By Emma Brennan, Editorial Director and Senior Commissioning Editor: History, Art History and Design
Academics often find themselves confronted with the task of editing a volume of essays, sometimes following a conference, and sometimes simply because a state-of-the-field volume is overdue. Not all publishers like them, but a high-quality essay collection can work well as a book and in some cases make a valuable intervention in a field.
The first question a prospective volume editor should ask themselves is whether they can do (and want to do) what commissioning editors do all the time:
- persuade busy people to spend time writing for your volume
- keep them to a strict timescale
- impose specific house style guidelines
- critique, edit and even cut the work of friends, colleagues and senior figures in your field
The things a publisher will look for in an edited volume proposal are these – the 4 Cs:
- coherence (how well does it all fit together as a book?)
- contribution (what is this book going to do, as a collection, and why does that matter?)
- coverage (is it as broad or as focused as it needs to be do that job well?)
- contributors (who’s in it?)
Coherence and where to begin
The best way to begin is by defining an overall purpose for the volume. The book as a whole must amount to more than the sum of its chapters.
Ideally, you’d start with research questions, commission essays to explore them from interesting angles and then prepare a perfectly coherent proposal for something that has always, in the minds of everyone involved, been a book.
Back in the real world, you’re probably going to start with a conference. My advice would be to start work on the book well before the event itself.
- tell your speakers that you’re planning a volume
- give them all a set of questions that any piece that ends up in the book will have to explore
- tell them that some (but not all) papers will be used
- be clear that you’ll decide based on the book and its coherence as you put it together
After the conference, choose your chapters wisely, and if there are any glaring gaps or biases in what you’re covering, it can be a good idea to commission further essays in order to fill the holes or provide balance.
You will need to answer the ‘so what?’ question convincingly, and ‘highlighting themes’ or filling a gap is rarely going to be enough – some themes and gaps remain unexplored and unfilled precisely because nobody is very interested in them.
You as the editor have a difficult job because you have a group of different writers with different ideas and approaches and sources, but this is precisely the strength of an edited volume – so really think about what those different approaches, backgrounds, sources, areas of interest and so on can bring to the subject your volume will explore.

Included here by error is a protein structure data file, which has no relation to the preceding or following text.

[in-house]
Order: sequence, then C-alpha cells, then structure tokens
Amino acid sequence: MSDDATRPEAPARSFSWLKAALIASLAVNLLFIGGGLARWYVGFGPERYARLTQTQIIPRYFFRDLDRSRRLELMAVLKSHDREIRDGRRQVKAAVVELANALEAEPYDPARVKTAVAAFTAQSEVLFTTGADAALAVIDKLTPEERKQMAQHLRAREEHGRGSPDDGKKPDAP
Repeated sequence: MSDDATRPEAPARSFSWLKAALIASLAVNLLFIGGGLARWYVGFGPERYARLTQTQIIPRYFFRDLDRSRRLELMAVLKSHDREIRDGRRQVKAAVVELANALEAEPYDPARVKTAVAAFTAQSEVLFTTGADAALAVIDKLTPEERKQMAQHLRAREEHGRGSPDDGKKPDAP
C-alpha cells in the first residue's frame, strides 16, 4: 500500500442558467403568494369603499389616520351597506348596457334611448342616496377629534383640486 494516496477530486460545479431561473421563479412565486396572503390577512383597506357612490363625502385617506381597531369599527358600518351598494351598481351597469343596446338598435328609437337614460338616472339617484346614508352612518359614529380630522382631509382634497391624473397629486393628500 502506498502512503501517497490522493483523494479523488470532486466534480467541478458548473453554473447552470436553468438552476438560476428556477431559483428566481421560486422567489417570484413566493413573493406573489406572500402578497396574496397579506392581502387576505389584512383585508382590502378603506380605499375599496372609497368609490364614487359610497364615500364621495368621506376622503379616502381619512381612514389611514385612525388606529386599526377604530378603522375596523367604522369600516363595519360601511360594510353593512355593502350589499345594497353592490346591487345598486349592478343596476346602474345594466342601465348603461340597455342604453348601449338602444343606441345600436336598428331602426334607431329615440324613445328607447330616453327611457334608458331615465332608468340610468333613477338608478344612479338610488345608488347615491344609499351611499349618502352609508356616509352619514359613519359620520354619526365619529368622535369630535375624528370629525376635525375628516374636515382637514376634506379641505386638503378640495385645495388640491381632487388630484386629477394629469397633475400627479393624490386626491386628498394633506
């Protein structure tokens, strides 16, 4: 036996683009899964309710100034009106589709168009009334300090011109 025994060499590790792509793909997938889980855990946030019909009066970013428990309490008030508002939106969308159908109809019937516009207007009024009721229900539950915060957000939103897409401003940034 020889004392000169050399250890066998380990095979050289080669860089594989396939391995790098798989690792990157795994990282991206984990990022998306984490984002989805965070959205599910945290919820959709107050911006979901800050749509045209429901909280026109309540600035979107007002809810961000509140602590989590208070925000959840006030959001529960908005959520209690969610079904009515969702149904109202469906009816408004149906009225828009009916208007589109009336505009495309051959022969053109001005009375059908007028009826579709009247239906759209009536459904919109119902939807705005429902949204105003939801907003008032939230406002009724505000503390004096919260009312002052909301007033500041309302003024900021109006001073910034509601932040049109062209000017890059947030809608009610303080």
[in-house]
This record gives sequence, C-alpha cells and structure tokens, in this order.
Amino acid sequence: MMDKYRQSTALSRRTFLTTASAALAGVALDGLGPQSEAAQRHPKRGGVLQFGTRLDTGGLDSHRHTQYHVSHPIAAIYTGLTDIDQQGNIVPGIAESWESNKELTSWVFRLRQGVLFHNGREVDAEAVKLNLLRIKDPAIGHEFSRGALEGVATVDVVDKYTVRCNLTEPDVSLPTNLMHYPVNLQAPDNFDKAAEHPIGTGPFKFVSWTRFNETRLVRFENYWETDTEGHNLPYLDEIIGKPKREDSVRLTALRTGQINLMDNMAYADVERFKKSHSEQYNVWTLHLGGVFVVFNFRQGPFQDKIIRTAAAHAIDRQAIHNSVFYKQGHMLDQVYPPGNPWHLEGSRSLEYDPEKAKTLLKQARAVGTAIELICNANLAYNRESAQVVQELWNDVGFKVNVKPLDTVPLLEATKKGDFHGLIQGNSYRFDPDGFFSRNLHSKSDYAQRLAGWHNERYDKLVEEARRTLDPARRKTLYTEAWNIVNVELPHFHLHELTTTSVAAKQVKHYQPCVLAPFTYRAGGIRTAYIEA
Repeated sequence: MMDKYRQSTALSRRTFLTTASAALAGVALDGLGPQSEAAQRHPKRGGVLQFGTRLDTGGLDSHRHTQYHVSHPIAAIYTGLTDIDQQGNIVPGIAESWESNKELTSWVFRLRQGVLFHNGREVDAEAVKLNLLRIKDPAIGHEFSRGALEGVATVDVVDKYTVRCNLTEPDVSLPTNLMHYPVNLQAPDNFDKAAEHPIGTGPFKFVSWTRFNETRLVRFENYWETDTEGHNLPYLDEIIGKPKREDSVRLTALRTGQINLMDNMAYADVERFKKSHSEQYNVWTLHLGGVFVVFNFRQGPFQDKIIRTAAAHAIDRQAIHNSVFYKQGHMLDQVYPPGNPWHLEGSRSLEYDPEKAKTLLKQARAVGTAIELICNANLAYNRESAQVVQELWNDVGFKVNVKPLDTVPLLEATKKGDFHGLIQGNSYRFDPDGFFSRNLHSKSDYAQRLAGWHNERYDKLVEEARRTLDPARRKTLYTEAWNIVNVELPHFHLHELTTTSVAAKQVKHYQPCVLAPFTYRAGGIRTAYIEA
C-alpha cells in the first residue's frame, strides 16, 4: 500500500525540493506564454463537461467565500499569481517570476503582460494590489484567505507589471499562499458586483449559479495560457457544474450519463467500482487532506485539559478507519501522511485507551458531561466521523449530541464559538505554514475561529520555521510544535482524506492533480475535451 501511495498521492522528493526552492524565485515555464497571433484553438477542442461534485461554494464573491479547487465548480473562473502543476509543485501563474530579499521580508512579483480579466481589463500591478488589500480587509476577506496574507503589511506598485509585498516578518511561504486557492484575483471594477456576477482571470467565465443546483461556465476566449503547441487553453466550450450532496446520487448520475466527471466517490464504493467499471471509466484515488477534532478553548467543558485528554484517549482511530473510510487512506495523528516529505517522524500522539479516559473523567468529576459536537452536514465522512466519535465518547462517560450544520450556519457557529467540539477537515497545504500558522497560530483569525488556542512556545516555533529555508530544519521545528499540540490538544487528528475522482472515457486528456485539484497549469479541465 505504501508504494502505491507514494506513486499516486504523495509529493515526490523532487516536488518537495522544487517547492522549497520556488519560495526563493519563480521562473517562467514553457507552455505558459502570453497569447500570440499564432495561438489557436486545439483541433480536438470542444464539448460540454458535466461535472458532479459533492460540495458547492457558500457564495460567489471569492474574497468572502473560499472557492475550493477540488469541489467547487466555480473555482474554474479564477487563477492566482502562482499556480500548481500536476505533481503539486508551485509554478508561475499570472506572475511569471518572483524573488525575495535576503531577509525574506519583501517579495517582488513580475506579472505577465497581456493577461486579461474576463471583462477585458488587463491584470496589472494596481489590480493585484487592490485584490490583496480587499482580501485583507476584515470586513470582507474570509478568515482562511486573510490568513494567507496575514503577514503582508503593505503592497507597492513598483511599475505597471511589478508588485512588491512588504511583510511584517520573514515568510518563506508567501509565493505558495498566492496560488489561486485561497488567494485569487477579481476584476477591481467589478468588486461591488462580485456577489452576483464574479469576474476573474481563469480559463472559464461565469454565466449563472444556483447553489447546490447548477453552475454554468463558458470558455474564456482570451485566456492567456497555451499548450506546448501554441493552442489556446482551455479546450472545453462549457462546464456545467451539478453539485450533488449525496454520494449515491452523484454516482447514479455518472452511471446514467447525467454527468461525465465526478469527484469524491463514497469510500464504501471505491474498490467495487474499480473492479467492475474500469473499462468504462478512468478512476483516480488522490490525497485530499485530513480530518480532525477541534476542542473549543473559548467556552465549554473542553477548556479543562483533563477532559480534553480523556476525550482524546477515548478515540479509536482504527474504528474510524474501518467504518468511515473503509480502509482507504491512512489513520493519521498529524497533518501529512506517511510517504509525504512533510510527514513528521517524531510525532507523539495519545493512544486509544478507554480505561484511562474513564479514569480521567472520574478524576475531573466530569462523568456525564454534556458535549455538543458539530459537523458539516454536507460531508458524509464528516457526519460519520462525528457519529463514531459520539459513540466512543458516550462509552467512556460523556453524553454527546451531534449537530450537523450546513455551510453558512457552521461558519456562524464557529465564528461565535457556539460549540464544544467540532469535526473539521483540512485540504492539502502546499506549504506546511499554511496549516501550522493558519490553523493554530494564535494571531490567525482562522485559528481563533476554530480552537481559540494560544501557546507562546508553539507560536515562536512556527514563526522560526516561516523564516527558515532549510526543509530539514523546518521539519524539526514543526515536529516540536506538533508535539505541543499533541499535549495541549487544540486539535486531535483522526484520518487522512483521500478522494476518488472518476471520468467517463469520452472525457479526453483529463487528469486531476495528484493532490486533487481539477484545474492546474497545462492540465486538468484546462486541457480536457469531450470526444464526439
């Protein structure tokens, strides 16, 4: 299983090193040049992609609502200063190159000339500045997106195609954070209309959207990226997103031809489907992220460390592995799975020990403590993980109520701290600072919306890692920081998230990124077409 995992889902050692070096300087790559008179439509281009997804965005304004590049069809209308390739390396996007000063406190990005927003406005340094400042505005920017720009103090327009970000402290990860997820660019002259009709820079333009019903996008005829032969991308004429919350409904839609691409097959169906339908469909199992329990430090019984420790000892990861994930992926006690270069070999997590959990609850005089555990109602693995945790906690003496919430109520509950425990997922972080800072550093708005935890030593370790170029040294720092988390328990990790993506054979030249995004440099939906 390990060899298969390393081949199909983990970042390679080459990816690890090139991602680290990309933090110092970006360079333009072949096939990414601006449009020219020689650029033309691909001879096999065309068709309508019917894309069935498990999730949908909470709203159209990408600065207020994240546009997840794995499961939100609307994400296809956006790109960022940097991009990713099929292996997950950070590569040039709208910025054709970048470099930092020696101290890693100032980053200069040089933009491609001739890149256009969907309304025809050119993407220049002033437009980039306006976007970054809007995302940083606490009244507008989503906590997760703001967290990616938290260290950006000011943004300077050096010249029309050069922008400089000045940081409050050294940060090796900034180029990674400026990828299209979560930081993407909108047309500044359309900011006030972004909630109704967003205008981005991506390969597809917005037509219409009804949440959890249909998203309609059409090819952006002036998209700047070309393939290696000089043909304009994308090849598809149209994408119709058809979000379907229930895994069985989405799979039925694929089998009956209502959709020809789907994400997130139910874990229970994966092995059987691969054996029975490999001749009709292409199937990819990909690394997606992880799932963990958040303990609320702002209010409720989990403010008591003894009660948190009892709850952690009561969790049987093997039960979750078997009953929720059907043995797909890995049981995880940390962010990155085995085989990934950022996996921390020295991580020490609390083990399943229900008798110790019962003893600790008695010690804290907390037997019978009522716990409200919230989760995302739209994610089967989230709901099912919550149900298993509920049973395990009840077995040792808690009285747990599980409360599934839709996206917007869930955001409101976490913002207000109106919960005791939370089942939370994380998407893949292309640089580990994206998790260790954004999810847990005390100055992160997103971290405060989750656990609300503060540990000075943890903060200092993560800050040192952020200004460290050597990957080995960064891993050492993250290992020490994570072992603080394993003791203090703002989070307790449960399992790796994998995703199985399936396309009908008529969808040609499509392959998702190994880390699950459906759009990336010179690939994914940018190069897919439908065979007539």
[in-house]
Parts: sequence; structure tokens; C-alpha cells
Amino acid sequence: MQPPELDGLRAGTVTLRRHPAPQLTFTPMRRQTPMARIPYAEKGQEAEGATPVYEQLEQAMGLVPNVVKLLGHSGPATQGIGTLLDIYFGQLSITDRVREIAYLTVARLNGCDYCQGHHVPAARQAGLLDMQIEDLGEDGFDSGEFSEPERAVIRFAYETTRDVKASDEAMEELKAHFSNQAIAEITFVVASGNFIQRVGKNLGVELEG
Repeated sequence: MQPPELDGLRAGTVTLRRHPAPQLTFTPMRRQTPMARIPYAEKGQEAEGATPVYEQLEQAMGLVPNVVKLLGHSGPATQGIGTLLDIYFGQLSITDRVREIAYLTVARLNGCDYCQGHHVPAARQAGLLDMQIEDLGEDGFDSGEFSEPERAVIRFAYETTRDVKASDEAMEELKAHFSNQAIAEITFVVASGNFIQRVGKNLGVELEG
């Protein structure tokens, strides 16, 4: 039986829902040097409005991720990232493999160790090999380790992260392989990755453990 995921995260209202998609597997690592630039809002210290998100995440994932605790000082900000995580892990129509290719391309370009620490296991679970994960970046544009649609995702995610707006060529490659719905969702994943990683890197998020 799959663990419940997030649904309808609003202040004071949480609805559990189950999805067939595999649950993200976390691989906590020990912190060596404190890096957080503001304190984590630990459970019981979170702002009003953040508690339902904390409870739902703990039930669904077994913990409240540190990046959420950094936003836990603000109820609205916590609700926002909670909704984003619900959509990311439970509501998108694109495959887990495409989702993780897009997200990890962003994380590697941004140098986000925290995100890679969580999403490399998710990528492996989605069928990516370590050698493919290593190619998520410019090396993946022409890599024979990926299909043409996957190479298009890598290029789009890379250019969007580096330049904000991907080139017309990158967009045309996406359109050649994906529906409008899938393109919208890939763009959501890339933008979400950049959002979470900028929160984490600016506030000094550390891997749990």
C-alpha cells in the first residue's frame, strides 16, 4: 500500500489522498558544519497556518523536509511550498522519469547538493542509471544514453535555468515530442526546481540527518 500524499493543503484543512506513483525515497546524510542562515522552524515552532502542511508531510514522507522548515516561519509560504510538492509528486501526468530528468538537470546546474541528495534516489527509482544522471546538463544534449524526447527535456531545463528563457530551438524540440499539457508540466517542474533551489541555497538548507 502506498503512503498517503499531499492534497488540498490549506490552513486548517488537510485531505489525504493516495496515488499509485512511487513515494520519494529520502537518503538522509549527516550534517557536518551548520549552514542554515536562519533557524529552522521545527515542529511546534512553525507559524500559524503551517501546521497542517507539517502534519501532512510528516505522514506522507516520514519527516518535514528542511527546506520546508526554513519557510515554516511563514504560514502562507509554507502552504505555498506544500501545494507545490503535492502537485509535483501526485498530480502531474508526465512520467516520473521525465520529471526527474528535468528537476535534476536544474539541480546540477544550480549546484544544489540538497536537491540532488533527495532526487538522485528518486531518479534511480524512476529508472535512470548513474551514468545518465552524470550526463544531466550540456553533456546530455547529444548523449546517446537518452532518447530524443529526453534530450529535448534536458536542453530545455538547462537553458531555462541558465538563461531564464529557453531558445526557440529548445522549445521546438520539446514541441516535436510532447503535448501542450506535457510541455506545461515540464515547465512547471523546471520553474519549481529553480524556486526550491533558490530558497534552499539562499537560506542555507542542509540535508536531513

Here are some things the book could usefully do, from a range of angles to be determined by your range of authors and what you ask of them:
- challenge the existing thought/literature (it should definitely do this)
- advance an underexplored area or open up a new approach to a much-studied area
- compare something across cultures, empires, industries (or whatever is appropriate to your area of study)
- work the chronological angles to show changes or continuities over time
- compare methodological or theoretical approaches
All of your chapters should contribute explicitly to what the book as a whole is doing. A generic chapter structure can be a good way of making things very clear for the reader, so that (for example) everybody starts with a little piece on how their chapter relates to the book overall.
Balance is essential. Some would argue that different essays should be different lengths depending on the subject matter. I would say that if something is really important, have more than one chapter cover it, and have all your contributions roughly the same length. If it’s not important enough for a full-length chapter then replace it with something that is. It’s part of the editor’s role to do this work.
If there are different kinds of chapter (for example in art history, you sometimes get dialogues between artist and scholar) then varying the length makes more sense. Afterwords and forewords can be much shorter, too.
If you are grouping your chapters into themed sections, then match them well, explain the rationale for the grouping in your introduction, and make the sections of balanced size or thereabouts.
Try to cover all the angles in sufficient depth to do so usefully. Eight chapters on the British empire followed by one on the German empire and one on Goa will not convince any peer reviewer that your book is either global or focused, unless you have a very strong reason for following that pattern. It’s important to aim for chronological coherence, too, and if your volume should cover a period, then do it properly.
On the other hand:
- Not every angle can be covered in one book
- Some angles invite more to say than others
- Your volume does need limits, and these should be outlined and justified in a substantial introduction to the volume
Experience says that your book will be best and your life as volume editor simplest with no fewer than eight contributors, and no more than fourteen.
Any publisher will be attracted by a contributors list that’s glittering with eminent names. It’s more likely though that you’ll have a mixture:
- one or two ‘keynotes’ (or equivalent figures in the field, if no conference papers were harmed in the making of this volume)